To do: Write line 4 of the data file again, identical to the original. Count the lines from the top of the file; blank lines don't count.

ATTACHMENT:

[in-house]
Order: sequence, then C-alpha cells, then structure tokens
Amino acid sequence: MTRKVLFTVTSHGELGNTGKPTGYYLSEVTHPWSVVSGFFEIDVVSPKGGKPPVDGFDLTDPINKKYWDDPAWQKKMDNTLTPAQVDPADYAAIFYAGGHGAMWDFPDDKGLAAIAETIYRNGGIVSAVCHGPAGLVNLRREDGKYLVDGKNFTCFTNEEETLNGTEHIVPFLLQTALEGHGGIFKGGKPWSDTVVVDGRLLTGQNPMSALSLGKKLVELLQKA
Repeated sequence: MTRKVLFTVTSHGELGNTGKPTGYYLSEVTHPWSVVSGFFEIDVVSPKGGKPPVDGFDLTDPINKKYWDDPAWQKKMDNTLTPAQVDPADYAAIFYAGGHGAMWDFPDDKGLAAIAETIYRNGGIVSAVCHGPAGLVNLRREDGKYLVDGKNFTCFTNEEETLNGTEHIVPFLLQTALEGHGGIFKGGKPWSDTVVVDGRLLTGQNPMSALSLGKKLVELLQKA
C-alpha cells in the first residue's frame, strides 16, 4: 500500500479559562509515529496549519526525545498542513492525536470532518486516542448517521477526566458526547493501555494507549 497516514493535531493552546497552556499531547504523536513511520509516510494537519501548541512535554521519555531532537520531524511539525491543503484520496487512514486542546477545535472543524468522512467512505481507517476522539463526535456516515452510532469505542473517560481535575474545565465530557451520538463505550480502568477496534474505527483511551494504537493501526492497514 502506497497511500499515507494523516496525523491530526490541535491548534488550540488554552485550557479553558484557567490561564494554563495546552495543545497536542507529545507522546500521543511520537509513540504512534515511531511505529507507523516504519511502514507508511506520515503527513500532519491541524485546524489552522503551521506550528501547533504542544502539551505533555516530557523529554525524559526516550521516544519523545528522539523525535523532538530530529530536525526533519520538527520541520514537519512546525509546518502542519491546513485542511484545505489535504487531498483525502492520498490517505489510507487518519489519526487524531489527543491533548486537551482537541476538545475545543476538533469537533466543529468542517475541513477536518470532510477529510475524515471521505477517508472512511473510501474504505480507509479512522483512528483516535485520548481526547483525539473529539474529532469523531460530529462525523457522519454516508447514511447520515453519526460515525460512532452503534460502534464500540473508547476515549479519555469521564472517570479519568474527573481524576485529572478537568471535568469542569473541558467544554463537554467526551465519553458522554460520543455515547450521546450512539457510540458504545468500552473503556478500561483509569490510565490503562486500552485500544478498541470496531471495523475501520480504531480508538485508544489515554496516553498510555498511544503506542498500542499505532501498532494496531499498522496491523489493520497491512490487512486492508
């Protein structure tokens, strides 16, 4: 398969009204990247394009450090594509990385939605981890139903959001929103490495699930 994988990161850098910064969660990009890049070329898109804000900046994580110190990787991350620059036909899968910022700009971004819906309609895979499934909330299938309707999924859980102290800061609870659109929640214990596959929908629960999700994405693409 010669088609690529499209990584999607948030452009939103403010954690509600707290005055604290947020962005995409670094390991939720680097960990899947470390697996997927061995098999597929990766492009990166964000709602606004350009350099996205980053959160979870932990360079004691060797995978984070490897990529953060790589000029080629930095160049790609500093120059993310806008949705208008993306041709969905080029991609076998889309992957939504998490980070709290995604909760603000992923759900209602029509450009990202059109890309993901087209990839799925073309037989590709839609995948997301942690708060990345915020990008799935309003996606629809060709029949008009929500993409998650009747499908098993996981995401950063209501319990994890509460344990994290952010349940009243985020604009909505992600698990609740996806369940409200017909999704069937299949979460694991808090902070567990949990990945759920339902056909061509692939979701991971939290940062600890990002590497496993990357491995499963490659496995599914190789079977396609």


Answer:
Repeated sequence: MTRKVLFTVTSHGELGNTGKPTGYYLSEVTHPWSVVSGFFEIDVVSPKGGKPPVDGFDLTDPINKKYWDDPAWQKKMDNTLTPAQVDPADYAAIFYAGGHGAMWDFPDDKGLAAIAETIYRNGGIVSAVCHGPAGLVNLRREDGKYLVDGKNFTCFTNEEETLNGTEHIVPFLLQTALEGHGGIFKGGKPWSDTVVVDGRLLTGQNPMSALSLGKKLVELLQKA